In this site’s review of Episode 11 of CBC’s Western series Strange Empire, the question was raised as to what repercussions the story sold to a US newspaper by Fiona Briggs (Ali Liebert) could bring to the community of Janestown. With the dime novel-style headline, “Massacre on the Plains”, Briggs’s tale gave an account of the killing of the women’s men (husbands, sons, brothers), which took place in the first episode. Written in sensationalistic prose, it included fabrications about her own role in the ordeal and described a coming showdown between two individuals that clearly represented John Slotter (Aaron Poole) and the Kat Loving (Cara Gee). In the most recent and 12th episode, entitled “End Days”, the consequences of that story began to fall like dominoes. Launched by CBC television in October 2014, Strange Empire is set in the Alberta-Montana border region of 1869.
DOMINO #1 – And Then There Was One. The January 26th episode opened with a scene of the two previously-seen bounty hunters – whom US Marshal Mecredi (Tahmoh Penikett) had diverted from trailing Kat – camped around a nighttime fire. One bounty hunter lies on the ground reading Briggs’s tale to the other, recounting an “Indian gunslinger woman”, and then pauses to say it sounds “a lot like that one we were tracking”. The other bounty hunter, sitting up and above the first, asks where the story was written, to which the first replies that it was north in a “lawless land….Canada”. The second man realizes that the story’s female gunslinger could likely be the Kateri Dumont they seek for the murder of a government surveyor in Red River country (now Manitoba). With cold poise, he promptly shoots his partner to ensure that the $1000 reward for Dumont can only go to him. The remaining bounty hunter heads toward Janestown and Brigg’s story has had its first result.
DOMINO#2 – “It’s my world, Kat Loving.” Copies of “Massacre on the Plains” have now reached Janestown and the hands of John Slotter. With his coal miners sent to timber trees for supports, Slotter has a hired militia raid the women’s shacks in the early morning to confiscate their guns. In the show’s previous episode, Slotter had personally accepted a path to do whatever necessary to ensure financial success with his coal mine and keep his control over Janestown and he now states to an outraged Kat that “tables need be turned”. He then cites Briggs’s story, saying that “tales here speak of us, though wrapped in fancy ”. Clearly the kind of power that Kat is given in the story, as an equal in a “dance toward death” with Slotter, is a challenge to the reality that he wishes to create. While he mocks the tale, Slotter is in fact a powerful man not pleased with his media image. Briggs’s account provides further impetus for Slotter’s plans to dominate, which he verbalizes in a scuffle with Kat, holding her and saying, “It’s my world, Kat Loving. I’ve taken it from you.”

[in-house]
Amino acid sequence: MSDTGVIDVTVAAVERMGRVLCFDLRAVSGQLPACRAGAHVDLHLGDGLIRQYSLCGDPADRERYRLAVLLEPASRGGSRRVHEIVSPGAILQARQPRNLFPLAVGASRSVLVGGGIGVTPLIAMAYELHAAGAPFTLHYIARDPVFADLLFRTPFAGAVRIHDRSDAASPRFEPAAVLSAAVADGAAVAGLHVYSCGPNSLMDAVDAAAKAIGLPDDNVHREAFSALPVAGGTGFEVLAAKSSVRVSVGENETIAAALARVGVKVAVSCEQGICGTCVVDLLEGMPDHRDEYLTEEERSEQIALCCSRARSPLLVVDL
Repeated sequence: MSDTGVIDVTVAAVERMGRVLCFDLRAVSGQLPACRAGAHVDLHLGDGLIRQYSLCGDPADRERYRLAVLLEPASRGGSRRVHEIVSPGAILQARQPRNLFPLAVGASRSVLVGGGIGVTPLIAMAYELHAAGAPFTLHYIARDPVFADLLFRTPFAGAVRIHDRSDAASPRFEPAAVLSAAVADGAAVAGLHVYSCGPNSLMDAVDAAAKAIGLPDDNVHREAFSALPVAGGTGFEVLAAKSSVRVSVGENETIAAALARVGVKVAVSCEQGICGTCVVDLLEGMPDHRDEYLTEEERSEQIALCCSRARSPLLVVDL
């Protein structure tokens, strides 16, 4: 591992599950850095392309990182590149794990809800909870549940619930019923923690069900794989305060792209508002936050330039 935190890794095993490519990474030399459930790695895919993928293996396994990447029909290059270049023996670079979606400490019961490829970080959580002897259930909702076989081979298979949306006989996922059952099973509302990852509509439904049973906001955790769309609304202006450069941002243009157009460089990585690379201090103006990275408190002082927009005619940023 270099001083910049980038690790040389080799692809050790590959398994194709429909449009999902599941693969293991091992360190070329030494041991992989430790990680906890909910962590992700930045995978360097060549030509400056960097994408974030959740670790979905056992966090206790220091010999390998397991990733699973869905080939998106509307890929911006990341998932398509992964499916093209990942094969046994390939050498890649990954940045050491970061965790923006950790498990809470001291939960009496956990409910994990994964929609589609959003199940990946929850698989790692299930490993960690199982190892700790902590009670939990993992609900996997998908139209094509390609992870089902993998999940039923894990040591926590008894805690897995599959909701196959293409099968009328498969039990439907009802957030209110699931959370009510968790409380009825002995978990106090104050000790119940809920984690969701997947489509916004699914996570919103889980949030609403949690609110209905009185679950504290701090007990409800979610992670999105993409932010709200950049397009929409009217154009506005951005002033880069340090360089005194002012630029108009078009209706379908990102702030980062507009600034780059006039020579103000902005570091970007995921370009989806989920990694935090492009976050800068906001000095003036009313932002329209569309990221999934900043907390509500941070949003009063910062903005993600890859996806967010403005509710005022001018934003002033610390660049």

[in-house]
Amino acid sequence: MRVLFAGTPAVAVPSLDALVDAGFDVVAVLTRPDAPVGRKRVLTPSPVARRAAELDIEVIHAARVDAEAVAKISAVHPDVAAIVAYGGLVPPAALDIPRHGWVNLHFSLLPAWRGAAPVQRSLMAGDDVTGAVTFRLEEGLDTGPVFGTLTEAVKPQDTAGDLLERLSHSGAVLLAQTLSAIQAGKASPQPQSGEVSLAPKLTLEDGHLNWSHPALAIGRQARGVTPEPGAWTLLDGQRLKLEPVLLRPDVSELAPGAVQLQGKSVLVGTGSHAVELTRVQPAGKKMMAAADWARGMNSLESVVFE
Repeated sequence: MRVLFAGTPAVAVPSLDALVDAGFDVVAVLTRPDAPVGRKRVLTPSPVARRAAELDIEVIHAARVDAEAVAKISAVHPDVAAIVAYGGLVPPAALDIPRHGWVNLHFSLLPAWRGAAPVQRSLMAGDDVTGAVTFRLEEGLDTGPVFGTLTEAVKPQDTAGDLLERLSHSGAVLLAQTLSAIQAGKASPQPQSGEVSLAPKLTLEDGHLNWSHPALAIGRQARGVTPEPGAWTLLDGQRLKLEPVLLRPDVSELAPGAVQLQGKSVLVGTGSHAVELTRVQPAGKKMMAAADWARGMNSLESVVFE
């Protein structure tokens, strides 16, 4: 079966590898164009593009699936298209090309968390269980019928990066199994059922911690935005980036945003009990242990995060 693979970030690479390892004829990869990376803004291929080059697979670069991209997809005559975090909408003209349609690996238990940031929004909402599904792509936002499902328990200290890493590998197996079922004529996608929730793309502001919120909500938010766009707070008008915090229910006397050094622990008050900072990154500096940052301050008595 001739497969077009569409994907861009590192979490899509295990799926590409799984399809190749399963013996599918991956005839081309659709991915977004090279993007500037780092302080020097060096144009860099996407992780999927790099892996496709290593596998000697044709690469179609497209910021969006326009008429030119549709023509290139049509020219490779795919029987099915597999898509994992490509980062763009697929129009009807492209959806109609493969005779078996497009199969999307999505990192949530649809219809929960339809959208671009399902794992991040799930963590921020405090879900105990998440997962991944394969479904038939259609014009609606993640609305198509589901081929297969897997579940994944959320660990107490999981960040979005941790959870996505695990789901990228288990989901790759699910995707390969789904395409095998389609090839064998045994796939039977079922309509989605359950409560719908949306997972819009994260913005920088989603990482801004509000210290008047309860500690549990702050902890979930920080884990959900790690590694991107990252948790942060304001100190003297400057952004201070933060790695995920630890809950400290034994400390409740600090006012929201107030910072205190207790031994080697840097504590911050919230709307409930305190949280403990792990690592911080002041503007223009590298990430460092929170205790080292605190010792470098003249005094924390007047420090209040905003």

DOMINO#3 – For Every Action There is a Reaction. The blunt use of force by Slotter, which includes having the militia shoot and drive off the returning miners so as to replace them with lower-wage workers, pushes Kat and the Janestown women toward a final confrontation with him. While Kat sets out with her adopted daughters into Indian territory to trade for more guns, the women do their best to weaken Slotter’s hired men with booze and contaminated food. Upon Kat’s return, the women are able to render unconscious, incapacitate and imprison a number of the militia but Slotter himself evades capture and takes refuge in his still-well-guarded mansion. Thus, one could view Briggs’s tale as having accelerated events toward a showdown, as the tension between Slotter and Janestown has significantly built from the first episode forward. Will some form of resolution come next week, in the final episode for the show’s first season?
NOTES – The episode demonstrated the specific pressures that Indigenous groups faced in the 19th century in the face of the expanding settler population and the consequences that could have for them. After trading for guns, Kat and her daughters encounter a group of Blackfoot that had been driven into the territory of their traditional enemy, the Cree. While talking, shots are fired in the distance and all scramble for cover. Kat and her daughters are successful in doing so but the Blackfoot end up massacred by a US Calvary troupe that “mistook” the group for another that supposedly harbored a murderer. Viewing the aftermath alongside Mecredi, Kat dismisses his idea of finding out what caused the slaughter, stating that “the cause is land” and “a wish to see every Indian who walks dead”. Both Gee and Penikett brought an emotional dignity to their acting in this very powerful scene.
The last (13th) episode of Season 1 of Strange Empire airs this coming Monday, February 2nd at 9pm (local time). CBC also streams each episode at Strange Empire following its original airing. Westernsreboot.com has reviewed each episode to date, beginning with Episode 1. While CBC has yet to make an official announcement to renew the series, this writer believes that in terms of its singular story-telling – there is no other show currently exploring the history of the North American West this way – it is deserving of a second season and more.
(Copyright – Chad Beharriell)